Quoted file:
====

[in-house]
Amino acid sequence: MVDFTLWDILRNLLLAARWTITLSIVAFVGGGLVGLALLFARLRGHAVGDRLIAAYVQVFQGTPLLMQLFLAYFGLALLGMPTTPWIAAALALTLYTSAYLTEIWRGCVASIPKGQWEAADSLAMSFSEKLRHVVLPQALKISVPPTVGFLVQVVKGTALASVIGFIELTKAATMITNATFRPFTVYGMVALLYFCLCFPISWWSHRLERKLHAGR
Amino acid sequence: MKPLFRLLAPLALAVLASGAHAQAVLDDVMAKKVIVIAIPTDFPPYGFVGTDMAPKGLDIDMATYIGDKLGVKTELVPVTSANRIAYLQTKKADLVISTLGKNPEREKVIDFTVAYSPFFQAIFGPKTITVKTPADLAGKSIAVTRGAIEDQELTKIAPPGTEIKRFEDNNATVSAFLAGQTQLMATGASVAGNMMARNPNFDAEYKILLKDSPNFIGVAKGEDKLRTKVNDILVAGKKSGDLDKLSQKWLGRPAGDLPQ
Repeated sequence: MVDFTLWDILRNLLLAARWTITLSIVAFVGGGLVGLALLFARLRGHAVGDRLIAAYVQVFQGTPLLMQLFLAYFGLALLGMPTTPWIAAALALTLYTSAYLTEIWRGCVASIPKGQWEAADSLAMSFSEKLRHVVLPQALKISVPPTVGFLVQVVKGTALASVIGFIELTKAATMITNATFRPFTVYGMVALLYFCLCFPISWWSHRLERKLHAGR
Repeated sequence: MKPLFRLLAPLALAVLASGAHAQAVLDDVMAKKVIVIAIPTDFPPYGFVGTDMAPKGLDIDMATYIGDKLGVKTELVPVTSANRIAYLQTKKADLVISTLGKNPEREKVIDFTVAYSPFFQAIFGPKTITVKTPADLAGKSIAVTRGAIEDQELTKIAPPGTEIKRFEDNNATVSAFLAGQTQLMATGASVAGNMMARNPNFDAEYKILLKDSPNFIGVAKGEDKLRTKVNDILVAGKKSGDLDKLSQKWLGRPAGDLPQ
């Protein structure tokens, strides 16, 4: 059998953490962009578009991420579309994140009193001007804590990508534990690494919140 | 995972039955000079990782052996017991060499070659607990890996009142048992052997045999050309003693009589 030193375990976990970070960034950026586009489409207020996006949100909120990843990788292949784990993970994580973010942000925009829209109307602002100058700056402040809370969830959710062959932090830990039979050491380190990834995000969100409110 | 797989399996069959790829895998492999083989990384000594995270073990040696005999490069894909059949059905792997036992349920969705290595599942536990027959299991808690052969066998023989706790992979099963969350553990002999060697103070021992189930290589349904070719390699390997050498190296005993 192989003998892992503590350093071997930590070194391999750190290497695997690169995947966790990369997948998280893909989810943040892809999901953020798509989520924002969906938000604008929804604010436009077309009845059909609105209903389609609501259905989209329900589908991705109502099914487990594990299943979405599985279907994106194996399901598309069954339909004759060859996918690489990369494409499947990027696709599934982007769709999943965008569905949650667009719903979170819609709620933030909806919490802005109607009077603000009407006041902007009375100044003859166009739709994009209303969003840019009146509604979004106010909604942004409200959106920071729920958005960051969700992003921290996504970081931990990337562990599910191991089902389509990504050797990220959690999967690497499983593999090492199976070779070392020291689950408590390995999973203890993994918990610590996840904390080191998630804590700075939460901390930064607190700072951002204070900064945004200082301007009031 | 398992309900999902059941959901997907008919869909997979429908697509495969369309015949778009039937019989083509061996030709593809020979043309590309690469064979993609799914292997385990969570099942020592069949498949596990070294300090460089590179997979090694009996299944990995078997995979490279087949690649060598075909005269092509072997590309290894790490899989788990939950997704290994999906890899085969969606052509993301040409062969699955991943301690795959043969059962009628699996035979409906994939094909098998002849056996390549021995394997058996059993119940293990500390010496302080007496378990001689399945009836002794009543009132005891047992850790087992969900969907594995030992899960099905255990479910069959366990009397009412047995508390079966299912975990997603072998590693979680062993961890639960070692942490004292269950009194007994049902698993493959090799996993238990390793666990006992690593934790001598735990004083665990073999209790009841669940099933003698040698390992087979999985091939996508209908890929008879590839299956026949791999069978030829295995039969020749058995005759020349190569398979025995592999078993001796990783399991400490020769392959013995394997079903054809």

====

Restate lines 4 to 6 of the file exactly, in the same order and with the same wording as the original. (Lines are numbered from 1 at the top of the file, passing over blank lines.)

Repeated sequence: MVDFTLWDILRNLLLAARWTITLSIVAFVGGGLVGLALLFARLRGHAVGDRLIAAYVQVFQGTPLLMQLFLAYFGLALLGMPTTPWIAAALALTLYTSAYLTEIWRGCVASIPKGQWEAADSLAMSFSEKLRHVVLPQALKISVPPTVGFLVQVVKGTALASVIGFIELTKAATMITNATFRPFTVYGMVALLYFCLCFPISWWSHRLERKLHAGR
Repeated sequence: MKPLFRLLAPLALAVLASGAHAQAVLDDVMAKKVIVIAIPTDFPPYGFVGTDMAPKGLDIDMATYIGDKLGVKTELVPVTSANRIAYLQTKKADLVISTLGKNPEREKVIDFTVAYSPFFQAIFGPKTITVKTPADLAGKSIAVTRGAIEDQELTKIAPPGTEIKRFEDNNATVSAFLAGQTQLMATGASVAGNMMARNPNFDAEYKILLKDSPNFIGVAKGEDKLRTKVNDILVAGKKSGDLDKLSQKWLGRPAGDLPQ
């Protein structure tokens, strides 16, 4: 059998953490962009578009991420579309994140009193001007804590990508534990690494919140 | 995972039955000079990782052996017991060499070659607990890996009142048992052997045999050309003693009589 030193375990976990970070960034950026586009489409207020996006949100909120990843990788292949784990993970994580973010942000925009829209109307602002100058700056402040809370969830959710062959932090830990039979050491380190990834995000969100409110 | 797989399996069959790829895998492999083989990384000594995270073990040696005999490069894909059949059905792997036992349920969705290595599942536990027959299991808690052969066998023989706790992979099963969350553990002999060697103070021992189930290589349904070719390699390997050498190296005993 192989003998892992503590350093071997930590070194391999750190290497695997690169995947966790990369997948998280893909989810943040892809999901953020798509989520924002969906938000604008929804604010436009077309009845059909609105209903389609609501259905989209329900589908991705109502099914487990594990299943979405599985279907994106194996399901598309069954339909004759060859996918690489990369494409499947990027696709599934982007769709999943965008569905949650667009719903979170819609709620933030909806919490802005109607009077603000009407006041902007009375100044003859166009739709994009209303969003840019009146509604979004106010909604942004409200959106920071729920958005960051969700992003921290996504970081931990990337562990599910191991089902389509990504050797990220959690999967690497499983593999090492199976070779070392020291689950408590390995999973203890993994918990610590996840904390080191998630804590700075939460901390930064607190700072951002204070900064945004200082301007009031 | 398992309900999902059941959901997907008919869909997979429908697509495969369309015949778009039937019989083509061996030709593809020979043309590309690469064979993609799914292997385990969570099942020592069949498949596990070294300090460089590179997979090694009996299944990995078997995979490279087949690649060598075909005269092509072997590309290894790490899989788990939950997704290994999906890899085969969606052509993301040409062969699955991943301690795959043969059962009628699996035979409906994939094909098998002849056996390549021995394997058996059993119940293990500390010496302080007496378990001689399945009836002794009543009132005891047992850790087992969900969907594995030992899960099905255990479910069959366990009397009412047995508390079966299912975990997603072998590693979680062993961890639960070692942490004292269950009194007994049902698993493959090799996993238990390793666990006992690593934790001598735990004083665990073999209790009841669940099933003698040698390992087979999985091939996508209908890929008879590839299956026949791999069978030829295995039969020749058995005759020349190569398979025995592999078993001796990783399991400490020769392959013995394997079903054809």